PSLS.PPT.Ch14

# PSLS.PPT.Ch14 - Introductiontoinference PSLS chapter 14...

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Introduction to inference PSLS chapter 14 © 2009 W.H. Freeman and Company

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Objectives (PSLS chapter 14) Introduction to inference Uncertainty and confidence Confidence intervals Confidence interval for a Normal population mean (σ known) Null and alternative hypotheses The P -value Test for a Normal population mean (σ known)
Uncertainty and confidence If you picked different samples from a population, you would probably get different sample means ( x ̅ ) and virtually none of them would actually equal the true population mean, μ .

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But the sample distribution is narrower than the population distribution, by a factor of √ n . Thus, the estimates gained from our samples are always relatively close to the population parameter µ . n Sample means, n subjects μ n σ Population, x individual subjects x x If the population is normally distributed N ( µ , σ ), so will the sampling distribution N ( µ , σ /√ n ).
Blue dot: mean value of individual sample σ n 95% of all sample means will be within roughly 2 standard deviations (2* /√ n ) of the population parameter μ. The population parameter μ should be within roughly 2 standard deviations from the sample average x ̅ , in 95% of all samples. x ̅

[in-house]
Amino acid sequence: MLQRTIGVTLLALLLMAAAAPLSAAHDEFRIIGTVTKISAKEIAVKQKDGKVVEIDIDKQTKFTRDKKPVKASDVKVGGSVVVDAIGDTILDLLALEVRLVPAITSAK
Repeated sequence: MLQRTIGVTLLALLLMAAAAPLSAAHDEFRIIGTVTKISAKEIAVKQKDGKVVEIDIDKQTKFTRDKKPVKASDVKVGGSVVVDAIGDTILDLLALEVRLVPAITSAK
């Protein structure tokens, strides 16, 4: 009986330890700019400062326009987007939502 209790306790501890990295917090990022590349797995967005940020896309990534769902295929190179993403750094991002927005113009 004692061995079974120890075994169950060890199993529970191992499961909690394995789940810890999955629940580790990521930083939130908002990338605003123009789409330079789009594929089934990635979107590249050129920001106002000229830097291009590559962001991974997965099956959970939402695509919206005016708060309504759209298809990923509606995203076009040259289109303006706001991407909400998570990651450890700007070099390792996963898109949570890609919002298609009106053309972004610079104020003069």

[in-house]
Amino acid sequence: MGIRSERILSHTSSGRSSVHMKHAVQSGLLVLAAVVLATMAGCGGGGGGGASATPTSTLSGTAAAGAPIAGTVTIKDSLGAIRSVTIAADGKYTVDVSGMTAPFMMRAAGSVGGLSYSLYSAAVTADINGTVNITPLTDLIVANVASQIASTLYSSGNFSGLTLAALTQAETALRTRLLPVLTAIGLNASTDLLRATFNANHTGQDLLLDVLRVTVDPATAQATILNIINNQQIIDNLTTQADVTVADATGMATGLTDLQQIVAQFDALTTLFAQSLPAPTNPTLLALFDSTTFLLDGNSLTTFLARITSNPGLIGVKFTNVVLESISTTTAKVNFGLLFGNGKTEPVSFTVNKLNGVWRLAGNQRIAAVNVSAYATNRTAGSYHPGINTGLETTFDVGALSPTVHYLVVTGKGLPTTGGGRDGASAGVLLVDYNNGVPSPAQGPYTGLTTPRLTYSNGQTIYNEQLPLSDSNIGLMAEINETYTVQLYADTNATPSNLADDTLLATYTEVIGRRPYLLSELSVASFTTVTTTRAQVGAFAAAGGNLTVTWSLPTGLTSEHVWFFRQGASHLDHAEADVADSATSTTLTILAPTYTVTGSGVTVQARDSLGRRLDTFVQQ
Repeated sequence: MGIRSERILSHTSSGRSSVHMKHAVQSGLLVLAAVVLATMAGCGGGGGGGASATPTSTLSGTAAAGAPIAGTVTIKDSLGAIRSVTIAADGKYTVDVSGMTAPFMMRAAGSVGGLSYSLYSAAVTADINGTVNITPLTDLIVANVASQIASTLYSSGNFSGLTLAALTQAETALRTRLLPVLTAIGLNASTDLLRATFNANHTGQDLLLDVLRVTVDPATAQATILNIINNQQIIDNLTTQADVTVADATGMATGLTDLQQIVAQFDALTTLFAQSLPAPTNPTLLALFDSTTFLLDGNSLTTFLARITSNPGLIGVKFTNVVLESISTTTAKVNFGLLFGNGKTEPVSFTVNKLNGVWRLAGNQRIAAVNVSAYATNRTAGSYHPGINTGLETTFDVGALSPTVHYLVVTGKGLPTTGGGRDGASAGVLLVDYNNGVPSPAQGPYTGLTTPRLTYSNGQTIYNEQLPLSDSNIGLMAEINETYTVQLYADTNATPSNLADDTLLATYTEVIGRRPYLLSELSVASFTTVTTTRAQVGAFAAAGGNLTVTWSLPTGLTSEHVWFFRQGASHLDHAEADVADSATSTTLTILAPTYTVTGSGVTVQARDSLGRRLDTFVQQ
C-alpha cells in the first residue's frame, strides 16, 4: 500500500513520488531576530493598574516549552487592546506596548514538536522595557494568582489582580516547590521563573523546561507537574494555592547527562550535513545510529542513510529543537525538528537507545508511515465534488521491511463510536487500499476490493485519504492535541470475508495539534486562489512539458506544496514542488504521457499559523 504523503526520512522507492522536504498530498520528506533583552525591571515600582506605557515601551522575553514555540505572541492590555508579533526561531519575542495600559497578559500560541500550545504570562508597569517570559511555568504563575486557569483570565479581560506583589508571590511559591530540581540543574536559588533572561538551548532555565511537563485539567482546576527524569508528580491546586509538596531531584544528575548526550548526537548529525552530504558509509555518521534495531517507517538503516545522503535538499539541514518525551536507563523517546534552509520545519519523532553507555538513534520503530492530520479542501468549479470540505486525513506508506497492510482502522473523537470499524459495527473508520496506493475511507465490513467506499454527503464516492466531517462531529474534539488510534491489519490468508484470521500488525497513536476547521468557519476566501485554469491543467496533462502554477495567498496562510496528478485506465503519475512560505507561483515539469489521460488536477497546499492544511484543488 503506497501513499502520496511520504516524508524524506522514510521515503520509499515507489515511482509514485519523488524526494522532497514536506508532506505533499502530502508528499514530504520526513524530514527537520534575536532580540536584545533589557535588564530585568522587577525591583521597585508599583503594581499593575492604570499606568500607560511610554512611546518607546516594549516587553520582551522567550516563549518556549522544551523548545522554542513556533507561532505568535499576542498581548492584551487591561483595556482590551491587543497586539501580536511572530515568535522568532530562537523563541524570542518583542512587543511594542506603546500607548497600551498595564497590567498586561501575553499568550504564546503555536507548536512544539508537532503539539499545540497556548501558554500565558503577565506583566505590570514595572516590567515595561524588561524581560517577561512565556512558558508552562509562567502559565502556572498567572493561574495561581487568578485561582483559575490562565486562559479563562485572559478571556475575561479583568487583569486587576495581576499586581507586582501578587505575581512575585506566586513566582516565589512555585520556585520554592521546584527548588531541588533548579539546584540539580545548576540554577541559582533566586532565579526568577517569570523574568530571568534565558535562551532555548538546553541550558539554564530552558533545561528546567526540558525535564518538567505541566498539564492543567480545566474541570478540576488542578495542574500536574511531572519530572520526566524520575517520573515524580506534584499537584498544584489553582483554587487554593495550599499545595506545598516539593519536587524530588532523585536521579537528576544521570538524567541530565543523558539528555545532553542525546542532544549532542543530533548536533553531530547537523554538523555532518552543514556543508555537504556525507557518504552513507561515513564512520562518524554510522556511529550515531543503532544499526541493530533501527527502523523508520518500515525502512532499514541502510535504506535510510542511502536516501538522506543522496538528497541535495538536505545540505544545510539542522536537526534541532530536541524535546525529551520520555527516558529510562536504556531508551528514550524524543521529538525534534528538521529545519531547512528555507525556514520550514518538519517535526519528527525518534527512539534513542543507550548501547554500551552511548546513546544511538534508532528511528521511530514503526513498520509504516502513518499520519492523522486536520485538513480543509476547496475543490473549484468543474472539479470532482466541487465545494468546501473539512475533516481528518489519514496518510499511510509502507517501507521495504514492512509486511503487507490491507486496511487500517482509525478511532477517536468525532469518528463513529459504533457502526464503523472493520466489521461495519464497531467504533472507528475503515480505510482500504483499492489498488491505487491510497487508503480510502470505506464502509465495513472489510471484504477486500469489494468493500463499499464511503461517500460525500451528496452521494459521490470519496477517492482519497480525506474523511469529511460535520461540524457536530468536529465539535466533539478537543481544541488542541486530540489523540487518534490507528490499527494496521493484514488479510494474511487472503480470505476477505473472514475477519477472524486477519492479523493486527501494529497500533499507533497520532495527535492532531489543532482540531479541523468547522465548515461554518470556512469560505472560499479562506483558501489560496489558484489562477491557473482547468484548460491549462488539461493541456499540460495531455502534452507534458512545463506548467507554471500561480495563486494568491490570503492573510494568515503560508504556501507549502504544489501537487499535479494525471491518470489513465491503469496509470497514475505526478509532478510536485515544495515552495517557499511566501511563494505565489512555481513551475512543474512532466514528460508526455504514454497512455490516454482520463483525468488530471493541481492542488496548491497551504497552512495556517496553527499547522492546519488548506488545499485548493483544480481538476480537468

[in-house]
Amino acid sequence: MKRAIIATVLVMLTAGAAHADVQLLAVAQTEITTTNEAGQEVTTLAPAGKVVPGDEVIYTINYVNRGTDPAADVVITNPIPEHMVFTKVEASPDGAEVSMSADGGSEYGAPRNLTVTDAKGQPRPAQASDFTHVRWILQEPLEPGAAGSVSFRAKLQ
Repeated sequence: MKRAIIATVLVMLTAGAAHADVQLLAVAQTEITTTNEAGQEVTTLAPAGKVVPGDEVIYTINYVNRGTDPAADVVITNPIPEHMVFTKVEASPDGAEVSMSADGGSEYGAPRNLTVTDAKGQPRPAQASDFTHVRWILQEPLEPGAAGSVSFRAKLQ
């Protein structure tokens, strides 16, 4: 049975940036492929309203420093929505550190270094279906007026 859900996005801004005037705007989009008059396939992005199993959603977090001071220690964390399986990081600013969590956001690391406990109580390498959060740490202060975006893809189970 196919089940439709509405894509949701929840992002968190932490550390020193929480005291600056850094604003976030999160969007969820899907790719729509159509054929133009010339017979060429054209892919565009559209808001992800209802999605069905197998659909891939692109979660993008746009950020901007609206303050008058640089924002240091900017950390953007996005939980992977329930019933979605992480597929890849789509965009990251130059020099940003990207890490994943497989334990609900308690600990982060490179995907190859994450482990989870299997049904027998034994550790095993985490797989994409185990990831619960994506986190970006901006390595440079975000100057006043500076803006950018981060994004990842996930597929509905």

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Implication: To estimate the population mean μ, we don’t need to “measure” all individuals in the population, and we don’t need to take many random samples of n individuals; all we need is one random sample of size n , and relying on the known properties of the sampling distribution . n n Sample Population μ
Reworded With 95% confidence, we can say that µ should be within a margin of error m from our sample mean . In 95% of all possible samples of this size n , µ will indeed fall in our confidence interval. In only 5% of samples would be farther from µ. σ n x http://www.whfreeman.com/psls/ Blue dot: mean value of individual sample n x ̅

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Confidence interval A confidence interval is a range of values with an associated probability or confidence level C . This probability quantifies the chance that the interval contains the unknown population parameter. μ falls within the interval with probability (confidence level) C.
A confidence interval can be expressed as: a center ± a margin of error m : μ within x ̅ ± m ( Example: 120 ± 6) an interval: within ( x ̅ m ) to ( x ̅ + m ) ( Example: 114 to 126) [Note that not all CI are symmetric about the parameter. Some complex methods produce asymmetric intervals.] The confidence level C (in %) represents an area of corresponding size C under the sampling distribution. m m

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The weight of single eggs varies Normally with standard deviation 5g. Think of a carton of 12 eggs as an SRS of size 12.
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## This note was uploaded on 10/07/2011 for the course BSTT 400 taught by Professor Sallyfreels during the Fall '11 term at Ill. Chicago.

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PSLS.PPT.Ch14 - Introductiontoinference PSLS chapter 14...

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